8. I was a person pushing the Trofimuk book on twitter when people were talking about it recently! I loved it, but no book is for everyone. I have no problem abandoning a book regardless of who recommended it to me, if I am just not liking it. I can be pretty stubborn about even starting a book that others are gushing over if it doesn’t appeal to me. Same with movies, everything. I feel NO guilt and NO obligation. That’s why I don’t get along with review books.
    Just this week, I skipped book club b/c I had zero interest in the book and didn’t read it. Hmm, I kind of sound like a sociopath.

    • Ruh roh. That was you? Well, then let me say that I still didn’t like it. 😉 Sorry, but we’ll have to agree to disagree…well, at least, for now. Maybe I’d try it another time (not winter when I’m depressed already and reading about a man in an insane asylum might not be the best way to get over the hump 🙂 ) and it would be all right. However, I don’t think so right now. I don’t blame you on steering clear of books and movies, just because everybody else says they’re really good. Sometimes people can be wrong. On the other hand, sometimes people can be right too.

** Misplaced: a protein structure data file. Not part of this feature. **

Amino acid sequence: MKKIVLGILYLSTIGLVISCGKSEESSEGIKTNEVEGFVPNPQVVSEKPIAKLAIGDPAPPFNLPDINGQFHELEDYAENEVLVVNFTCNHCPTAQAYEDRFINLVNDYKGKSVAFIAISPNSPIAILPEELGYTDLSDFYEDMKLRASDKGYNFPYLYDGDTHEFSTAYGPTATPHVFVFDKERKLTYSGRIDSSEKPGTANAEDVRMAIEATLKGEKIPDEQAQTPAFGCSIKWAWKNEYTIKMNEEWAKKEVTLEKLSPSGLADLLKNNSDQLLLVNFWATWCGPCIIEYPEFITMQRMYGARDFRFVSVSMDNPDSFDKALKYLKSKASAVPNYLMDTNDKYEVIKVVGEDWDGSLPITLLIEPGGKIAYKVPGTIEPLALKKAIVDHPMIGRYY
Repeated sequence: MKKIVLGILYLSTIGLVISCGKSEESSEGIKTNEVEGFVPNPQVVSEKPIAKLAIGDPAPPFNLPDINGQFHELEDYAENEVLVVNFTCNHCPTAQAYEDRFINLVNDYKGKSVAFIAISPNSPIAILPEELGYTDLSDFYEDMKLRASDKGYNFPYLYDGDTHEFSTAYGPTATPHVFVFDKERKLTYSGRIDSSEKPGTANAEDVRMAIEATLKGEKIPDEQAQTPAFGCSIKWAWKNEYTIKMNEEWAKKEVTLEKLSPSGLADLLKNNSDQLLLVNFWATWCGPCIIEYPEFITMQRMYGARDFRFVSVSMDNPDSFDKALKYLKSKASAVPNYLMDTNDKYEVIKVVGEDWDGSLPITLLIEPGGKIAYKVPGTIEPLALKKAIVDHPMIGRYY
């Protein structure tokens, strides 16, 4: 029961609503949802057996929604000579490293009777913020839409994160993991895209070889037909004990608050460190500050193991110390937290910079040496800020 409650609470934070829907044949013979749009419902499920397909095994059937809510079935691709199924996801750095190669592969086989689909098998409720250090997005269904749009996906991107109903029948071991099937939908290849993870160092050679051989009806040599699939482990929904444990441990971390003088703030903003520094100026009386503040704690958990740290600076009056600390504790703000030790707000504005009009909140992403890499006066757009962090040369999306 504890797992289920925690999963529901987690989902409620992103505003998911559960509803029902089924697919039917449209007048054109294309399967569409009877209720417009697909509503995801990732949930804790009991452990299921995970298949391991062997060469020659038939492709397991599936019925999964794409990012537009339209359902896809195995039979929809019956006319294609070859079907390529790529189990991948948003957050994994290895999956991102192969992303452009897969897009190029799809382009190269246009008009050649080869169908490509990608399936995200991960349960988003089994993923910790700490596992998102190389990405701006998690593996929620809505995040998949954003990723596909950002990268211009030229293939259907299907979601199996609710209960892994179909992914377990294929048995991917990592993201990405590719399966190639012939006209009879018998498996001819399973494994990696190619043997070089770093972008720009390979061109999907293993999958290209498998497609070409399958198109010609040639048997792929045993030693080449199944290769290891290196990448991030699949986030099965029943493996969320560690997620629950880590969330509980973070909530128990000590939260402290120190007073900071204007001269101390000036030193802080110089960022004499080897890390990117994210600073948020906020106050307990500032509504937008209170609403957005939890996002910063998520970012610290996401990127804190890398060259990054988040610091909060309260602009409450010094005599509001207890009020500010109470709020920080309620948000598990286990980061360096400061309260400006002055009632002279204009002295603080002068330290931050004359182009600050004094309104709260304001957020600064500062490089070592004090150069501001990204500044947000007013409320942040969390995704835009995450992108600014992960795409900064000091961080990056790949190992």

I’m skipping the book club at our bookstore this Tuesday, not because I wasn’t interested in the book, but I don’t like feeling pressured to finish it by Tuesday. I bought it (Coop by Michael Parry), so I’ll get to it eventually.

  9. I am unfortunately one of those people that have a damn near difficult time abandoning a book. That was one of my resolutions though. If a book does not do it for me by page 100 I put it down.

  10. I don’t abandon them like I used to. I know what I like and have several bloggers who give great book referrals. For me. It took some time though. One of the toughest things was to get an unknown from the library if I wasn’t sure. I used to buy everything and that could be an expensive mistake.
    A couple books were meh when I started and then picked up speed half way through. I was so glad I stuck with them. But when I try a new genre that doesn’t thrill me and everyone says you gotta read this! I abandon them if I don’t care for it.